I’ve been hearing a lot from Colton lately. He’s 18 now and has graduated from high school, though college isn’t quite as imminently in his plans as I’d hoped. He’s still living in the same foster/group home and I believe working enough hours that he’s able to still be in foster care, though I don’t know the details on that. He’s gotten chatty on facebook and then must have found my phone number on something I’d given him and started texting periodically, though he understands that I’m not going to be as prompt or constant a respondent as a fellow teen might be.
It’s been two years this month since we flew out to meet him after being matched with him as his potential adoptive family. Then there was the month or so where no one was returning our calls, where we knew something was going wrong and didn’t know what. Then finally we got word from him that he felt so bad about it but just couldn’t bear to leave his state and restart his life in a different region and timezone. We were really disappointed but tried to be gracious and supportive, left the lines of communication open and told him we hoped to see him thrive and succeed wherever he was. And then we opened as a foster home rather than adoption-only and promptly got a call about another teen boy and I seized up and couldn’t imagine putting our hearts on the line that way again, and so he went somewhere else and then a few days later the call came that there was a three-year-old girl who needed a home where she could probably be adopted. We switched from moms-of-teens mode to the moms-of-Mara world and haven’t really had a chance to look back.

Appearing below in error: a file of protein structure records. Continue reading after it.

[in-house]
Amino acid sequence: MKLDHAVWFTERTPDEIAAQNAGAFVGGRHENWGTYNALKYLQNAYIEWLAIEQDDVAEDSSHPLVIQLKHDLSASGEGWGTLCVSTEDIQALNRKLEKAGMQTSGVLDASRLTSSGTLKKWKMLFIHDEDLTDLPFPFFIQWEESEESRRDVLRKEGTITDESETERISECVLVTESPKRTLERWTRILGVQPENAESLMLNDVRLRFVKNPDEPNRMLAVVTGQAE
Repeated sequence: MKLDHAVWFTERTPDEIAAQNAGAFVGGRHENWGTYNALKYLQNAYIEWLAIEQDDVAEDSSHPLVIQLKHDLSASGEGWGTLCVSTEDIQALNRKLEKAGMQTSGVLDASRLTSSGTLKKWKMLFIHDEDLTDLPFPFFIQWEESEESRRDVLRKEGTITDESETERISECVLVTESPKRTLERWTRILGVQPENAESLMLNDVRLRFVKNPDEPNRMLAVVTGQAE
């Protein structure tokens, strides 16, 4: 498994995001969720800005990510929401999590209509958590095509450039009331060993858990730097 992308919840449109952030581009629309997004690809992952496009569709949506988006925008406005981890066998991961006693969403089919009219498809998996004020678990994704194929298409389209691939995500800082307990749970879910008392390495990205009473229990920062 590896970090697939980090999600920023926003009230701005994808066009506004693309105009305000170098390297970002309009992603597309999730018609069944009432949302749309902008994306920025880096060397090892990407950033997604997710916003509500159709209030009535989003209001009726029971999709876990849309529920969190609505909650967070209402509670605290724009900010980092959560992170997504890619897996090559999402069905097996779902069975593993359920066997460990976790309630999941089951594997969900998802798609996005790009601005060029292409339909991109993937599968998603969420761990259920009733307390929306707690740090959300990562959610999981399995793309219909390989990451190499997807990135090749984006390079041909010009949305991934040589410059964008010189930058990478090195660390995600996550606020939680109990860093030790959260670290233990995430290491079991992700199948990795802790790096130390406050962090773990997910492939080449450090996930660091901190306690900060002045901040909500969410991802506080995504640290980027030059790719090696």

I don’t want to get into any arguments about adoptions being “meant to be” because it completely gives me the creeps that there are people who think their God wanted Mara to be hurt and neglected and abandoned so she could end up with us, even if that’s not the way they’d phrase it. But it’s certainly worked out well for us to have Mara and if we’d had a teen boy moving in, we wouldn’t have had room (physical or emotional) for her. I can’t think about that possible reality without a sense of loss about the good times I’ve had with Mara and now Nia and with Val and Alex when they were with us. It’s not anything that I dwell on often.
Colton, though, has been thinking about things a lot, about how his life would have been different if he’d chosen to come with us instead of staying put. Now he’s older and feeling constrained by his small town, ready to see more of the world. He regrets losing that chance when he had it and wishes he’d chosen to go ahead with the adoption. Rowan had said similar things long ago, though not so much about adoption, that he wished he’d come back to us instead of being stubborn about other things. I guess it’s nice that we’re two for two on teen boys wishing we’d been their parents! It’s a weird feeling and weird situation, though, and there definitely were times (especially with Rowan) that I kicked myself about whether leaving the decisions up to them so much was really the best way to deal with it when it always meant they’d end up somewhere else than where I wanted them to be, with us.